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ESR prepress abstract   -  DOI: https://doi.org/10.3354/esr01021

Tide and habitat features affect salt marsh songbird nest survival in Northeast Florida

W. Andrew Cox*, Amy C. Schwarzer, Brett Tornwall, Roxan Chicalo

*Corresponding author:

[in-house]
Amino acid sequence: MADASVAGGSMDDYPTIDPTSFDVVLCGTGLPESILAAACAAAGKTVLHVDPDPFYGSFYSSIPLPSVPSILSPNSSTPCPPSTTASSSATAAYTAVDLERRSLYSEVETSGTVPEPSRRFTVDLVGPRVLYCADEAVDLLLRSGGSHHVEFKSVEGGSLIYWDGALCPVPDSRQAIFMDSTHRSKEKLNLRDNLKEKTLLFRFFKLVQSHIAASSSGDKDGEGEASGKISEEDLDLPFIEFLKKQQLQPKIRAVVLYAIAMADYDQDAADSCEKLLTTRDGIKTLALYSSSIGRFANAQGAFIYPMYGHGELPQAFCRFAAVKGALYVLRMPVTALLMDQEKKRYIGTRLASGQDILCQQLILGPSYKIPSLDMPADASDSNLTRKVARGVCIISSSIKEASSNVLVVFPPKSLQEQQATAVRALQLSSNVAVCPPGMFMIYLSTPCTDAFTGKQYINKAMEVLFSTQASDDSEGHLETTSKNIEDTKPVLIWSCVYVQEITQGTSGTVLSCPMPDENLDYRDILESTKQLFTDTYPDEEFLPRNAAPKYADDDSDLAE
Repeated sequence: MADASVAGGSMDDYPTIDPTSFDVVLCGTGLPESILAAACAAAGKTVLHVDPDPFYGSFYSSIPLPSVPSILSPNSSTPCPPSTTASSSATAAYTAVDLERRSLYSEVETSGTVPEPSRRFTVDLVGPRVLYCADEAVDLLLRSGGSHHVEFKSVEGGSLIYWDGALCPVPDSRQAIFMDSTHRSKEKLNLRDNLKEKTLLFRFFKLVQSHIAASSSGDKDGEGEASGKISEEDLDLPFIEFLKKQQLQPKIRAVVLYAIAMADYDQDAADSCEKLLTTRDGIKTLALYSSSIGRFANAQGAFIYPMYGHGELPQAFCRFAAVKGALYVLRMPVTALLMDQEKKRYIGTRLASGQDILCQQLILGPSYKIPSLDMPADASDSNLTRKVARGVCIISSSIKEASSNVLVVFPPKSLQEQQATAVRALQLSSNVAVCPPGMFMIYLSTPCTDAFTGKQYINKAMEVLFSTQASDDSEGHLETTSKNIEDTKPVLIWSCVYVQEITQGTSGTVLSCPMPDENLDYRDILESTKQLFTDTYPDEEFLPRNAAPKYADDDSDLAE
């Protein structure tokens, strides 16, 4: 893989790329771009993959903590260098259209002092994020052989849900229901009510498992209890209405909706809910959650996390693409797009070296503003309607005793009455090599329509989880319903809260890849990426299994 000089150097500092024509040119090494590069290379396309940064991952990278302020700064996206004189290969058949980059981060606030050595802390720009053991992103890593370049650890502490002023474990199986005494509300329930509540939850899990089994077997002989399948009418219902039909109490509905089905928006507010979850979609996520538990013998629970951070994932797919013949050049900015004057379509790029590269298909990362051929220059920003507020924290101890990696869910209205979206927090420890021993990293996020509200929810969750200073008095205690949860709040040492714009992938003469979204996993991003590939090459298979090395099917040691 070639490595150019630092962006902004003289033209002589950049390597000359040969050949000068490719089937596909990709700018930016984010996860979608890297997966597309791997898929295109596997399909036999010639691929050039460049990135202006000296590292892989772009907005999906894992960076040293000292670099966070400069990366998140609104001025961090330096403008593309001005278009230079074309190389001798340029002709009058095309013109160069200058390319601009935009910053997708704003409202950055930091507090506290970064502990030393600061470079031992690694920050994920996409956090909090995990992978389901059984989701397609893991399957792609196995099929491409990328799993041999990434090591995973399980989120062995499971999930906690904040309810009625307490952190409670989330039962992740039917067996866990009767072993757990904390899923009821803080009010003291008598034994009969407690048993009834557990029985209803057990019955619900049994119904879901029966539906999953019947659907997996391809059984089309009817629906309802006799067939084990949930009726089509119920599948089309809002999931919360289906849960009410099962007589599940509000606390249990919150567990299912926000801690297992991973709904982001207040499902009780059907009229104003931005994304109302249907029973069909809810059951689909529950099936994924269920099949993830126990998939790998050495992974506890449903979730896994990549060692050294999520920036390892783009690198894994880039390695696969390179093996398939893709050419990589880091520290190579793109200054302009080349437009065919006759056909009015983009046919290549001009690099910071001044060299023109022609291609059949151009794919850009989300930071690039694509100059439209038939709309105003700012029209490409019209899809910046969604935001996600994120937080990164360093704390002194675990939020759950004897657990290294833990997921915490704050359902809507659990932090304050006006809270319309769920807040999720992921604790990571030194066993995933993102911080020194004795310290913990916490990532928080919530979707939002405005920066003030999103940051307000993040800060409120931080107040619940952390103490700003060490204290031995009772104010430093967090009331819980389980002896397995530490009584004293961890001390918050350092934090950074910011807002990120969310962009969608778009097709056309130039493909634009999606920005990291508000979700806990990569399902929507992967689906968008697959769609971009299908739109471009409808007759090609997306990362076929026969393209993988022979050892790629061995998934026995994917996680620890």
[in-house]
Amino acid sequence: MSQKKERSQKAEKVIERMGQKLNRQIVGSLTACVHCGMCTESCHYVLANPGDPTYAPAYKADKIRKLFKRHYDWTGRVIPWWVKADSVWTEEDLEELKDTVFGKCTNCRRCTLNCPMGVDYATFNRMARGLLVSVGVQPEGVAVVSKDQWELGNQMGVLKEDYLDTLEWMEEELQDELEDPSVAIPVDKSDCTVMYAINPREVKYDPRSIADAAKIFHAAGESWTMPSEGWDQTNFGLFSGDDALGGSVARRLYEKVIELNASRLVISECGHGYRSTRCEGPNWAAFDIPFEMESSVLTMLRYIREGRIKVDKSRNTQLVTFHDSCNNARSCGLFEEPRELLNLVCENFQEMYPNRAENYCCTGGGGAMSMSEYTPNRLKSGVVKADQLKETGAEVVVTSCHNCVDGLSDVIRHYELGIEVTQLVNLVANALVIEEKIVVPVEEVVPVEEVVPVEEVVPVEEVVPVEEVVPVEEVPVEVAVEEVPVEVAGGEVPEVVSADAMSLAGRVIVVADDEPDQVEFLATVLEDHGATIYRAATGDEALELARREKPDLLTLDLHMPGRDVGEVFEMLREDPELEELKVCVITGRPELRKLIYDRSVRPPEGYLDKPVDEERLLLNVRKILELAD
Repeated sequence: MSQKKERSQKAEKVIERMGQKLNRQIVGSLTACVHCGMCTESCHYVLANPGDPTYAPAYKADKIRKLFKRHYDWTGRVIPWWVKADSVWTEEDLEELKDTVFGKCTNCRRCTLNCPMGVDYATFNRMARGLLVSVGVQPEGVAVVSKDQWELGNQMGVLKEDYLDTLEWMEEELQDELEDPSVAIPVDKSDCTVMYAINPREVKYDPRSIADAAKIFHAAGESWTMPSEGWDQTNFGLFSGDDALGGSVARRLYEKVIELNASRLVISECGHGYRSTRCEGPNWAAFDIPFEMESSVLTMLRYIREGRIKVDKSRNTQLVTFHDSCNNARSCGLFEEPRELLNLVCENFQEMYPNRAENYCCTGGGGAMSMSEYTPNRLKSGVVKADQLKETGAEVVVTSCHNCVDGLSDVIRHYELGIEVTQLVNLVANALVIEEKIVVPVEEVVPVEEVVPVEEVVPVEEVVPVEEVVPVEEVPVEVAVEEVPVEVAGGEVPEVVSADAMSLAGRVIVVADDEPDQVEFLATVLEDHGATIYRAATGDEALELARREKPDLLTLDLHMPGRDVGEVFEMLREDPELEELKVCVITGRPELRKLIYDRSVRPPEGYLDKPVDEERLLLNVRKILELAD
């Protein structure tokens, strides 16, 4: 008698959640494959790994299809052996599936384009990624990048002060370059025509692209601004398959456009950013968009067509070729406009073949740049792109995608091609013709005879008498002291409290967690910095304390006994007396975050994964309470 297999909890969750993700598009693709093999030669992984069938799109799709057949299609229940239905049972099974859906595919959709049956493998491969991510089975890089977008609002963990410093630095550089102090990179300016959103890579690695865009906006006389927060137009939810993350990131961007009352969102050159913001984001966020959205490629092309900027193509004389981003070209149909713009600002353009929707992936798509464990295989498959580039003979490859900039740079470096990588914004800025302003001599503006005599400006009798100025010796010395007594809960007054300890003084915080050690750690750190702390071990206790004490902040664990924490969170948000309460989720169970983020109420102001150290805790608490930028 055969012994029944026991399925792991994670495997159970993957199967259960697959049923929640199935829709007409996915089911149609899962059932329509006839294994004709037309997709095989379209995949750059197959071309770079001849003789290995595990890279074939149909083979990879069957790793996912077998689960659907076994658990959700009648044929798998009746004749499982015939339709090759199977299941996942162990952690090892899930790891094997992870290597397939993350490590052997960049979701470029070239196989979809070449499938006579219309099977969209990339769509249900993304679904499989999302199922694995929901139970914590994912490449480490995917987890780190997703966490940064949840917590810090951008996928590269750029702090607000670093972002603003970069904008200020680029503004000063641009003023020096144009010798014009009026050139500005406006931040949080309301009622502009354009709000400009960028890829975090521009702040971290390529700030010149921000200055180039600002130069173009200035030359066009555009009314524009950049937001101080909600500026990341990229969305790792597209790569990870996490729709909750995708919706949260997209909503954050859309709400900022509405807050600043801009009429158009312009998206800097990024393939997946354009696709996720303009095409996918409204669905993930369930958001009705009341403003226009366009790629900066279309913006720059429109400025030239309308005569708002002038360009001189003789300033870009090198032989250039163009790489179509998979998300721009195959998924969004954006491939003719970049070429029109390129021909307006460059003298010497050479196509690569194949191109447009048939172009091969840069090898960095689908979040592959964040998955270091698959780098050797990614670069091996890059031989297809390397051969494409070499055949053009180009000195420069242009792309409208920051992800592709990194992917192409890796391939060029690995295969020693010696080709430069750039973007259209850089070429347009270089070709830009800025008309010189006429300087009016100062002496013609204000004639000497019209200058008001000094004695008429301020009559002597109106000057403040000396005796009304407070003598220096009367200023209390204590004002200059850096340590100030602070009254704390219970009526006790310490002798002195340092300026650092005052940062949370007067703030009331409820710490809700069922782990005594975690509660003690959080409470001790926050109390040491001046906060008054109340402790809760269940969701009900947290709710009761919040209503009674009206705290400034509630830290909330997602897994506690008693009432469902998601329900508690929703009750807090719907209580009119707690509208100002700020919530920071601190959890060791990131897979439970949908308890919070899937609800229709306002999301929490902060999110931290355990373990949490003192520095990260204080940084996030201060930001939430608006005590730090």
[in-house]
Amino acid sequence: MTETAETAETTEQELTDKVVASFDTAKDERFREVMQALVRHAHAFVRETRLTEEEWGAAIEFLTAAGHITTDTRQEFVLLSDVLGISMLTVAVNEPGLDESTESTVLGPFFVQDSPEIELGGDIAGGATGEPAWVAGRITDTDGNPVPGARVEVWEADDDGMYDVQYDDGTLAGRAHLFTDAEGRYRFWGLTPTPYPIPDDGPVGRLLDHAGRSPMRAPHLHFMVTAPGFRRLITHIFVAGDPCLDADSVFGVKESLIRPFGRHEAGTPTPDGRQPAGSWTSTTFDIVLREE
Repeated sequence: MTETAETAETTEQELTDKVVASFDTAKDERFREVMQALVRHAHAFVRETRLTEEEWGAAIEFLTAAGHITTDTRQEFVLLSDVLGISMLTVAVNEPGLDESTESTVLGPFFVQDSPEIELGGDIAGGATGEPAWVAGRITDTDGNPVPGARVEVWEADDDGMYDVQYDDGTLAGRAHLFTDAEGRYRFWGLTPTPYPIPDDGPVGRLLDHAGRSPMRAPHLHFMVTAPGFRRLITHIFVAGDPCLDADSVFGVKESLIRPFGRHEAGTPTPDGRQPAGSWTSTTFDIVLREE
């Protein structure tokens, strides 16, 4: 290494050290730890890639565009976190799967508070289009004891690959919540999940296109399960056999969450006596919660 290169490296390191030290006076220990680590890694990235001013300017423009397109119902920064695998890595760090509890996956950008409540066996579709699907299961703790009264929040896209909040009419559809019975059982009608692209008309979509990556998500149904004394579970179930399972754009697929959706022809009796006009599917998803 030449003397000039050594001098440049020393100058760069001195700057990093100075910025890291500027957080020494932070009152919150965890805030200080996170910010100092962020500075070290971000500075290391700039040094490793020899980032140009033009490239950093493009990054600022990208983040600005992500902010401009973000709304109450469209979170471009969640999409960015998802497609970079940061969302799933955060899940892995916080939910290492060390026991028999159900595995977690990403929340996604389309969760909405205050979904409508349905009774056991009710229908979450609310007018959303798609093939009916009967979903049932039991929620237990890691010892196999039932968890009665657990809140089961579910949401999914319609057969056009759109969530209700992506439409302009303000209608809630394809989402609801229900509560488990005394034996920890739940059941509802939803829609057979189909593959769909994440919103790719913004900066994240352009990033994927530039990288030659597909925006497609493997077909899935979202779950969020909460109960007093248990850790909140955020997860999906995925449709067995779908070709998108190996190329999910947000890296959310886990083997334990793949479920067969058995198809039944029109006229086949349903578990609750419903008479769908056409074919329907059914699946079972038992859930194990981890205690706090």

ABSTRACT: Tidal salt marshes face numerous pressures that threaten their ecological integrity, and many salt marsh vertebrates have exhibited declines concomitant with the degradation of salt marsh habitats. We studied nest survival of the MacGillivray’s seaside sparrow Ammospiza maritima macgillivraii and the Worthington’s marsh wren Cistothorus palustris griseus in smooth cordgrass Spartina alterniflora and black needlerush Juncus roemerianus dominated salt marshes in northeast Florida during 2015–2017 to understand why both species have undergone range contractions. We evaluated the effects of tides, habitat features, and weather on nest survival. Period nest survival was low for both species (seaside sparrow: 0.03, 95% CI: 0.00, 0.10; marsh wren: 0.10, 95% CI: 0.04, 0.18), suggesting that nest survival may limit population growth. The most substantial threat to marsh wren and seaside sparrow nest survival was from greater than normal high tides. However, there was limited evidence of direct nest loss due to flooding in the field. An analysis of only fledged and depredated nests suggests that higher tides influenced nest survival by increasing nest predation, substantially so for marsh wrens. Other factors negatively associated with marsh wren nest survival, though less strongly, included precipitation and the amount of black needlerush at and within 50 m of the nest. The effect of tide height on nest survival suggests that salt marsh birds in northeast Florida are vulnerable to continued sea-level rise, which is exacerbated by upland development that will hinder marsh migration. Monitoring, and protection of northeast Florida’s high-elevation, cordgrass-dominated marshes should be a priority.